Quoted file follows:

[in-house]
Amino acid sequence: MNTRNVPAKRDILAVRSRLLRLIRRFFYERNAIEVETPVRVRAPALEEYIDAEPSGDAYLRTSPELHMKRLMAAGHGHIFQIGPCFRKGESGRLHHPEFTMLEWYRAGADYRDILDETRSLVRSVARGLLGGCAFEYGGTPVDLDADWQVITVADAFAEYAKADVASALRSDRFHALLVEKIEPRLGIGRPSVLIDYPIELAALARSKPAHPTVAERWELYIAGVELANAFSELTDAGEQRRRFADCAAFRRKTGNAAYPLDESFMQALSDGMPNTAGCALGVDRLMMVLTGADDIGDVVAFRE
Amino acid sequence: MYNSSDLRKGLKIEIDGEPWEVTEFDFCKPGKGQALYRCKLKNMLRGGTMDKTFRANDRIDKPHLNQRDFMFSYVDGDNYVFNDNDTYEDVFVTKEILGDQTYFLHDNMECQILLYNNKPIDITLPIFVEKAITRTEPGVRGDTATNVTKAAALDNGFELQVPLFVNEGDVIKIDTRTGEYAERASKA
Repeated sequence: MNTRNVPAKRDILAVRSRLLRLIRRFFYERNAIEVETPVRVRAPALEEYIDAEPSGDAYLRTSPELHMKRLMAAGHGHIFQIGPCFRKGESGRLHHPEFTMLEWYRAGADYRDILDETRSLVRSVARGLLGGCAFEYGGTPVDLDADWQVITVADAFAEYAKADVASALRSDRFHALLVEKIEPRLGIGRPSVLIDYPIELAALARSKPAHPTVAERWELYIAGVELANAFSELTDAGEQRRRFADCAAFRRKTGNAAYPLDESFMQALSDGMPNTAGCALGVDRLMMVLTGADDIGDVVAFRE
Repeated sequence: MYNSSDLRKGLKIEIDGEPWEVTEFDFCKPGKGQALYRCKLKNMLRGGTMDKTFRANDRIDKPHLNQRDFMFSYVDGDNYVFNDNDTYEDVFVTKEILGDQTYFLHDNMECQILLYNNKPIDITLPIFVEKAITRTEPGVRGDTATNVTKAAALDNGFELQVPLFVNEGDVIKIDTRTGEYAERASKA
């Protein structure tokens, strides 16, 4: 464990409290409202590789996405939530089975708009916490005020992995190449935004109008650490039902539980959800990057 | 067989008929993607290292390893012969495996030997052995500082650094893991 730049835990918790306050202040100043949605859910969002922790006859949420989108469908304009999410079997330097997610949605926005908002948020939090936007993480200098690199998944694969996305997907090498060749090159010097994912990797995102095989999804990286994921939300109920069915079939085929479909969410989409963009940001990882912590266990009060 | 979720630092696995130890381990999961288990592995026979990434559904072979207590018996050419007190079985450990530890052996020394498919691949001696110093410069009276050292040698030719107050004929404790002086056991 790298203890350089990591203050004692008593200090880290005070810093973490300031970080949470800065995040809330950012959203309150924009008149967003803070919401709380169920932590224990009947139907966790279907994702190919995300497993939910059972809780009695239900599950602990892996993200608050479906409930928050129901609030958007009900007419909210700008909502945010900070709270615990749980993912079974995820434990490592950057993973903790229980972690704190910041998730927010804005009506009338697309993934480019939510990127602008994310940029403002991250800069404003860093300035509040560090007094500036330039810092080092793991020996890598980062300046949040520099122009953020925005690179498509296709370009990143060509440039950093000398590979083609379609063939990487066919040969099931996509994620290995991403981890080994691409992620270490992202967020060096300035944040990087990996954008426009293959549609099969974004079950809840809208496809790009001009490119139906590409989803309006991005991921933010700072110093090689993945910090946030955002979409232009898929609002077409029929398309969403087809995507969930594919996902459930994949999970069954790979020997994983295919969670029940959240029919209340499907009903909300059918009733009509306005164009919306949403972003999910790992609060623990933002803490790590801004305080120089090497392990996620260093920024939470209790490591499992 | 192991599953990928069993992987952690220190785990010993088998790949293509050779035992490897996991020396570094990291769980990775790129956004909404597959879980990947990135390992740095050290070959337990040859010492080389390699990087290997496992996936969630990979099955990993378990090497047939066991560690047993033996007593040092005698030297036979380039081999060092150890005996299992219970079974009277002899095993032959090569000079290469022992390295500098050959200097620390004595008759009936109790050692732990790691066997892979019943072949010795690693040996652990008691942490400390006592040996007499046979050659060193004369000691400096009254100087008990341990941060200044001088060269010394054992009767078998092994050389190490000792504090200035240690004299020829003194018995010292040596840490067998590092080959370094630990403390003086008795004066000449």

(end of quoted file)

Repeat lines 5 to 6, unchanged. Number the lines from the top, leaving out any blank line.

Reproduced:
Repeated sequence: MYNSSDLRKGLKIEIDGEPWEVTEFDFCKPGKGQALYRCKLKNMLRGGTMDKTFRANDRIDKPHLNQRDFMFSYVDGDNYVFNDNDTYEDVFVTKEILGDQTYFLHDNMECQILLYNNKPIDITLPIFVEKAITRTEPGVRGDTATNVTKAAALDNGFELQVPLFVNEGDVIKIDTRTGEYAERASKA
């Protein structure tokens, strides 16, 4: 464990409290409202590789996405939530089975708009916490005020992995190449935004109008650490039902539980959800990057 | 067989008929993607290292390893012969495996030997052995500082650094893991 730049835990918790306050202040100043949605859910969002922790006859949420989108469908304009999410079997330097997610949605926005908002948020939090936007993480200098690199998944694969996305997907090498060749090159010097994912990797995102095989999804990286994921939300109920069915079939085929479909969410989409963009940001990882912590266990009060 | 979720630092696995130890381990999961288990592995026979990434559904072979207590018996050419007190079985450990530890052996020394498919691949001696110093410069009276050292040698030719107050004929404790002086056991 790298203890350089990591203050004692008593200090880290005070810093973490300031970080949470800065995040809330950012959203309150924009008149967003803070919401709380169920932590224990009947139907966790279907994702190919995300497993939910059972809780009695239900599950602990892996993200608050479906409930928050129901609030958007009900007419909210700008909502945010900070709270615990749980993912079974995820434990490592950057993973903790229980972690704190910041998730927010804005009506009338697309993934480019939510990127602008994310940029403002991250800069404003860093300035509040560090007094500036330039810092080092793991020996890598980062300046949040520099122009953020925005690179498509296709370009990143060509440039950093000398590979083609379609063939990487066919040969099931996509994620290995991403981890080994691409992620270490992202967020060096300035944040990087990996954008426009293959549609099969974004079950809840809208496809790009001009490119139906590409989803309006991005991921933010700072110093090689993945910090946030955002979409232009898929609002077409029929398309969403087809995507969930594919996902459930994949999970069954790979020997994983295919969670029940959240029919209340499907009903909300059918009733009509306005164009919306949403972003999910790992609060623990933002803490790590801004305080120089090497392990996620260093920024939470209790490591499992 | 192991599953990928069993992987952690220190785990010993088998790949293509050779035992490897996991020396570094990291769980990775790129956004909404597959879980990947990135390992740095050290070959337990040859010492080389390699990087290997496992996936969630990979099955990993378990090497047939066991560690047993033996007593040092005698030297036979380039081999060092150890005996299992219970079974009277002899095993032959090569000079290469022992390295500098050959200097620390004595008759009936109790050692732990790691066997892979019943072949010795690693040996652990008691942490400390006592040996007499046979050659060193004369000691400096009254100087008990341990941060200044001088060269010394054992009767078998092994050389190490000792504090200035240690004299020829003194018995010292040596840490067998590092080959370094630990403390003086008795004066000449």